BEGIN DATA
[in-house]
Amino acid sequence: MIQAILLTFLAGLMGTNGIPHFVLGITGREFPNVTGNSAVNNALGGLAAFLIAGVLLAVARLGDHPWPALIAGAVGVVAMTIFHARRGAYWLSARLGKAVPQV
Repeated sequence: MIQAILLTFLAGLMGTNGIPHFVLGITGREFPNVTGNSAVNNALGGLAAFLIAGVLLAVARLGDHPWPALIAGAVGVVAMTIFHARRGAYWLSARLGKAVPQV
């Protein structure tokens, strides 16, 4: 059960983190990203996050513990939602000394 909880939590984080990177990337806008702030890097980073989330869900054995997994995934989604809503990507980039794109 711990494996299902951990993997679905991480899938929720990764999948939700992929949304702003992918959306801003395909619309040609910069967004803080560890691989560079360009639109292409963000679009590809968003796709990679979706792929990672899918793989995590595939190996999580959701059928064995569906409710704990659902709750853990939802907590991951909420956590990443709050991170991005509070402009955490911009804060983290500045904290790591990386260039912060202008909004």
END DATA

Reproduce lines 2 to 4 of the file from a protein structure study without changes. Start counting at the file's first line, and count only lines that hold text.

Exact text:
Amino acid sequence: MIQAILLTFLAGLMGTNGIPHFVLGITGREFPNVTGNSAVNNALGGLAAFLIAGVLLAVARLGDHPWPALIAGAVGVVAMTIFHARRGAYWLSARLGKAVPQV
Repeated sequence: MIQAILLTFLAGLMGTNGIPHFVLGITGREFPNVTGNSAVNNALGGLAAFLIAGVLLAVARLGDHPWPALIAGAVGVVAMTIFHARRGAYWLSARLGKAVPQV
């Protein structure tokens, strides 16, 4: 059960983190990203996050513990939602000394 909880939590984080990177990337806008702030890097980073989330869900054995997994995934989604809503990507980039794109 711990494996299902951990993997679905991480899938929720990764999948939700992929949304702003992918959306801003395909619309040609910069967004803080560890691989560079360009639109292409963000679009590809968003796709990679979706792929990672899918793989995590595939190996999580959701059928064995569906409710704990659902709750853990939802907590991951909420956590990443709050991170991005509070402009955490911009804060983290500045904290790591990386260039912060202008909004």